Monday, July 14, 2008

The Spoken Word

Apparently, it's a banner day for publication over here where we're cooking up book reviews.

If you're the sort to curse the day Henry Ford was ever born as you sit and stew and burn four dollar-per-gallon gas - or you're simply an Ipod addict like the rest of us - you might get a few good ideas for entertainment from the new Kirkus Audiobooks Special.

For my part, I had the novel pleasure of writing the included feature review with the great expatriate humorist David Sedaris, who talked, among other subjects, about the eccentricities of life in London and Paris, the absurdities of reading out loud to hundreds of bookstore patrons, and the recording of his audiobook, about which I'll give this little unpublished tidbit.

"We were going to this studio in Soho and even when I was walking from my house in London and getting on the tube and going to Soho, I’d look around and think, 'Look at us all, going to work. A train full of people going to work.' It felt so good because I felt a part of it in a way that I normally don’t. I take the train but maybe I’m going to the movies or down to Selfridge’s but I’m not going to work usually, not in the traditional sense. I’m not going to work with everybody else. I miss that. I miss feeling a part of things. "

Elsewhere in the special you'll find me chatting with Dean Koontz about his Odd Thomas series, quizzing the smart-as-a-whip Kate Reading about occupying Stephenie Meyer's alien beings, and talking with James Patterson and his narrator Ellen Archer (the voice of Ambien!) about Sundays at Tiffany's. I also wrote the spotlight feature on Stephen King's super-creepy novella The Gingerbread Girl but horrors, the novelist was traveling and unavailable for questions, as was his superb narrator, Mare Winningham.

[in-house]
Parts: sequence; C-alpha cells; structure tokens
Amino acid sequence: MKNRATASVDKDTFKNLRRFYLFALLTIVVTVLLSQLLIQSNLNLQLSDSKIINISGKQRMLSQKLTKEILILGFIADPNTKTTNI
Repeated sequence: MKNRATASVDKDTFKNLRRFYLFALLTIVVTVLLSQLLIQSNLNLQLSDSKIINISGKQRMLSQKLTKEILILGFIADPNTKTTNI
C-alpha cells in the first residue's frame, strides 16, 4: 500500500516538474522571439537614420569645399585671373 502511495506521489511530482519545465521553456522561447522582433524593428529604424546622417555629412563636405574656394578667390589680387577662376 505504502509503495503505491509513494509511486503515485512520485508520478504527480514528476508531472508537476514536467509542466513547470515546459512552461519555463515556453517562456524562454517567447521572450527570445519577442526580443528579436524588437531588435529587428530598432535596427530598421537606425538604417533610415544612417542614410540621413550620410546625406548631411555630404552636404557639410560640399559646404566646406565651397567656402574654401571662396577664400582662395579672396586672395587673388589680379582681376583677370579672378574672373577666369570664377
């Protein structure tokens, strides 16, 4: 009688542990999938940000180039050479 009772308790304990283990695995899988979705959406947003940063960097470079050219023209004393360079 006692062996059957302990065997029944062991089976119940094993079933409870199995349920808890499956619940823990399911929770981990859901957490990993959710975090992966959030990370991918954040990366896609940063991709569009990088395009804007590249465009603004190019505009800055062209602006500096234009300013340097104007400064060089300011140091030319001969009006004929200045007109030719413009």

Elsewhere in the issue, thrillers and mysteries are well represented with entries from David Baldacci, Harlan Cohen, Janet Evanovich, and Stuart Woods. Lend an ear.

Doc Savage, Eat Your Heart Out

So if you were lucky, you grew up on beaten-up copies of paperback pulp fiction (think old Conan novels, Edgar Rice Burroughs, Doc Savage, and a host of melodramatic imitators). If you're that kid at heart, this news from Charles Ardai at Hard Case should make your ears perk right up.

New York (July 14, 2008) – Charles Ardai, Edgar Award-winning author and creator of the acclaimed pulp mystery series Hard Case Crime, today announced a new series of pulp novels scheduled to debut in the summer of 2009: The Adventures of Gabriel Hunt. Featuring painted covers in the grand pulp tradition by artist Glen Orbik, the series will chronicle the travels and travails of modern-day explorer Gabriel Hunt, who scours the globe in pursuit of precious artifacts, lost civilizations, and secrets that could save the world…or destroy it.

These books are for anyone who grew up reading H. Rider Haggard and Edgar Rice Burroughs or watching Harrison Ford wield his bullwhip at the movies,” said Ardai. “We’re talking classic adventure fiction, complete with horses, snakes, shovels, pickaxes, torches, traps, bottomless pits, barroom brawls, jungles, jewels, and just about everything else that’s ever made your heart beat faster.”

Authorship of each book will be credited to Gabriel Hunt himself, with the hands behind the Hunt nom-de-plume scheduled to include some of Hard Case Crime’s most popular authors. The first title is due to hit bookstores in May 2009, with subsequent titles following every other month. Readers eager to get a glimpse of Gabriel Hunt in action can visit www.HuntForAdventure.com, where one of Orbik’s paintings depicts the hero in a characteristic moment of peril.

Like Hard Case Crime before it, the Gabriel Hunt series is a true labor of love,” said Ardai. “Everyone working on it is doing so with a wild gleam in the eye and the gas pedal pressed to the floor, and the result is the sort of exultant seat-of-the-pants storytelling that makes you feel 14 years old all over again.” Gabriel Hunt’s initial adventures are expected to take him to Borneo, Guatemala, Turkey, Egypt, Antarctica, and the Kalahari Desert

Thrillers Unbound

Well, I'm told that the Rocky Mountain News' new all-thriller section hit print over the weekend. It's a pretty exciting bunch of books, too, including an exclusive interview with Daniel Silva as well as pulse-pounding rundowns of new books by James Lee Burke, Ridley Pearson, Christopher Reich, and Lisa Gardner. It's a great section but I drew the short straw this time. If you dare, you can read my fair warning to avoid Stephen L. Carter's new historical Palace Council, which is a drag by any standards. I know he wrote The Emperor of Ocean Park and it seemed pretty hefty. Stop it. Put down. Walk away now.

Back to plotting my next move. As you were.